Many moulds made for use in commercial mills are fitted with metal sheathing. Since most of the moulds I make aren’t used this way I rarely use sheathing.
The mould used as an example here is a small wove mould made entirely of western larch, both ribs and frame. This choice of wood is an experiment. The purpose of making it a wove mould was to add that structure and the necessary processes to this series of posts. Sheathing was added to this mould so that that topic could also be included.
The sheathing is .017″ cartridge brass. I have a roll that is soft (annealed). Brass shim stock is easier to find but often too stiff for this purpose. It can be annealed with a propane torch, though.
Typically the sheathing covers the entire front of the mould, wrapping around the corners. The other two corners have separate shorter pieces. Sometimes the sheathing is not symmetrical which puzzles me. Was this done for a particular purpose?
After the brass is nailed in place with 1/4″ brass escutcheon pins the metal is burnished down and the nail heads filed flat.
I ‘polish’ them with a sanding sponge to round off any sharp edges and make it look better.
The front has been finished.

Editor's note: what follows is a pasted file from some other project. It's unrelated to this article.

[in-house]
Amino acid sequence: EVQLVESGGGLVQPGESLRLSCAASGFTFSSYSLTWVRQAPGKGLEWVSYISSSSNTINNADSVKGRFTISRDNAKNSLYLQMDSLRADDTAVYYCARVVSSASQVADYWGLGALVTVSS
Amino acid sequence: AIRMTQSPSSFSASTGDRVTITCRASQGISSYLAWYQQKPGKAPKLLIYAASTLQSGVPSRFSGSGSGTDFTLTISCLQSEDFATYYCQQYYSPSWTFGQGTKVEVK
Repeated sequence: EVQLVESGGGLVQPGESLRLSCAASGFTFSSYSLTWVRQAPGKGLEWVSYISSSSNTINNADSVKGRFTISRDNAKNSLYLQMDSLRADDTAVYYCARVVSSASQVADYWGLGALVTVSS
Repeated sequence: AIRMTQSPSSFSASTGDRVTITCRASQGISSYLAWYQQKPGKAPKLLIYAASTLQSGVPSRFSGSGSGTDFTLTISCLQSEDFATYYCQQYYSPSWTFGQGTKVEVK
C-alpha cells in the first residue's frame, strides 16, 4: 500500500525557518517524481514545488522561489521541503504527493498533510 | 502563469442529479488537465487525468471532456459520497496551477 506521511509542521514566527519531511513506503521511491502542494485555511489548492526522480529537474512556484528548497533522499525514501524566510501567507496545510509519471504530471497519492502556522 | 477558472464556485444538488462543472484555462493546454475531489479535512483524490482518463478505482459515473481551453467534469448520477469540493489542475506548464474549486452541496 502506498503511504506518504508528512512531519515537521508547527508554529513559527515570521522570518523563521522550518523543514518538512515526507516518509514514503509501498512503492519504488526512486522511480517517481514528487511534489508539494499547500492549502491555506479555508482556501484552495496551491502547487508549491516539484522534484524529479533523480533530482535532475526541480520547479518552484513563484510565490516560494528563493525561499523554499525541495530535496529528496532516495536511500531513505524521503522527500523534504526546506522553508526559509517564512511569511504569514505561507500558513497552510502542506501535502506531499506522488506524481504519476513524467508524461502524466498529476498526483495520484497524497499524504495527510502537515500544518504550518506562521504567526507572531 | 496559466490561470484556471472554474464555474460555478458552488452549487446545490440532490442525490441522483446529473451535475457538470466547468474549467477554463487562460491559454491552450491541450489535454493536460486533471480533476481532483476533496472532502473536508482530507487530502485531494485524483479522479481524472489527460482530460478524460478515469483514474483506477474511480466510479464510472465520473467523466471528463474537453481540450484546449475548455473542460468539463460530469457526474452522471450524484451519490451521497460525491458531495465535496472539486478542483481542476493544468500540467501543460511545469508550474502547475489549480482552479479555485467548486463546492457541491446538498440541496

The bottom side of the partially sheathed mould.
The remaining two corners each have a separate piece of sheathing.
The purpose of the sheathing was probably partly to protect the wood from wear and partly to help hold the mould frame together in times before waterproof glue was available. It may have been partly to protect the vat person’s hands; I had a conversation with the man who used the moulds shown below in which he described the substantial calluses that he developed. The wood suffered too, being worn to a fuzz in the areas gripped during sheet forming.
Perhaps this mould would have benefitted from metal sheathing.
The wood is worn away from use.
The mould in these last photos is one of the few I’ve made that have been used in heavy production. These were used in pairs more or less continuously to produce about 500 to 750 sheets per day.